Peace process in pieces in Myanmar
When de facto leader Aung San Suu Kyi opens the next round of her peace drive on May 24, the outcomes and upshots will be pivotal to her legacy
On May 24, when Myanmar leader Aung San Suu Kyi opens the second round of her signature 21st Century Panglong peace conference, a high-stakes initiative to end decades of debilitating and divisive civil war, the outcomes and upshots will be pivotal to her democratically elected administration.
The meeting will aim to draw on the unifying symbolism of the original Panglong conference held by Suu Kyi’s national founder father, Aung San, who signed an agreement with ethnic Shan, Kachin and Chin representatives on February 12, 1947 at the small Shan state market town of Panglong. The agreement paved the way for the declaration of independence from British colonial rule the following year.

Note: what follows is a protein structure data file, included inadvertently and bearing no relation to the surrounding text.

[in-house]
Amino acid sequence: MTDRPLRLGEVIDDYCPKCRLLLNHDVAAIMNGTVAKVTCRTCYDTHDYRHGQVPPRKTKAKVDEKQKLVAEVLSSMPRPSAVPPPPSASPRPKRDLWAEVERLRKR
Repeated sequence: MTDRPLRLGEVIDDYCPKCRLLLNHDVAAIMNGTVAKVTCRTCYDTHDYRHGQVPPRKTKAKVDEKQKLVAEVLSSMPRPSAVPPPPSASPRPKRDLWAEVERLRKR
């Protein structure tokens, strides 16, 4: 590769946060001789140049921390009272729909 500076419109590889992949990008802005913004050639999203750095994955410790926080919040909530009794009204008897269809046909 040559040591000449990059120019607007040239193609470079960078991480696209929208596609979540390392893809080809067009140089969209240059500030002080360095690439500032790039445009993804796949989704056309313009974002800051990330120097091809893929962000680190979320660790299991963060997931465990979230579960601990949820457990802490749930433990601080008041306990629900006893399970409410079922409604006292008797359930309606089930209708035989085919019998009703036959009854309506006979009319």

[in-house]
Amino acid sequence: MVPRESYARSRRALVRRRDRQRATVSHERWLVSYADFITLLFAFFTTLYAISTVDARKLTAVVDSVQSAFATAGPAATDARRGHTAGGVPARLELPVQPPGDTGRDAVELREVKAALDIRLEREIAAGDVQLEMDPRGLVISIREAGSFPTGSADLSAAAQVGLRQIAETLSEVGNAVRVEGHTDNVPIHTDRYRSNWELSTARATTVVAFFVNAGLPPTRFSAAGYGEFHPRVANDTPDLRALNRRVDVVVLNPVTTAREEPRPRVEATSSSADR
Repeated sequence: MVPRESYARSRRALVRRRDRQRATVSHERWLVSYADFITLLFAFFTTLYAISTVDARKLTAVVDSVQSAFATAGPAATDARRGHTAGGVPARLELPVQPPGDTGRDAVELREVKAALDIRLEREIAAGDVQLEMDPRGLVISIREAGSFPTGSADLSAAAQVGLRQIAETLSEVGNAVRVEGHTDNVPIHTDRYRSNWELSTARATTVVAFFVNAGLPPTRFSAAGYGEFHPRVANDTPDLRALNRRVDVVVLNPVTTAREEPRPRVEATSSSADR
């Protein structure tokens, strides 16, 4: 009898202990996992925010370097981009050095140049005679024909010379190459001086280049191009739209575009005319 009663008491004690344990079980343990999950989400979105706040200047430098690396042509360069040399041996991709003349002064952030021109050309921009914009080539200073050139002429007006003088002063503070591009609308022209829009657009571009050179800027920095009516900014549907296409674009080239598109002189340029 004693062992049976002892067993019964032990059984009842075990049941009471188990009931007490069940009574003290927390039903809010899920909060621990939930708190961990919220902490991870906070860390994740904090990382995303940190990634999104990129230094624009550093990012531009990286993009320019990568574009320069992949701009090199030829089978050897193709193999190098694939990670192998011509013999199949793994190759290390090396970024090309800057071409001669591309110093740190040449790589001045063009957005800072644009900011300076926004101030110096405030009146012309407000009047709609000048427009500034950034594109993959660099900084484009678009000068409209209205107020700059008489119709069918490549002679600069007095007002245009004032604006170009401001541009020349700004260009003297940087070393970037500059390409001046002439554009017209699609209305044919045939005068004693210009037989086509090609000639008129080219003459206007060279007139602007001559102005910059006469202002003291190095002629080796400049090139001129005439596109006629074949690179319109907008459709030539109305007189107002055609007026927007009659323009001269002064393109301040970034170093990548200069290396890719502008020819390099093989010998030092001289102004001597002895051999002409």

Despite the historic parallels and Suu Kyi’s strong political clout, few observers believe the upcoming meeting will meaningfully advance national reconciliation without a significant change in tack. Suu Kyi’s insistence that all armed groups agree to an elaborate National Ceasefire Agreement (NCA) before holding any political talks towards the creation of a federal union remains a major sticking point.
So, too, are major battles underway between government forces and ethnic armed organizations in northern Kachin, northeastern Shan and western Rakhine states. While Suu Kyi speaks of peace and reconciliation, military commander Senior General Min Aung Hlaing has simultaneously ramped up lethal offensives that have led to the heaviest fighting since the conflict-ridden 1980s.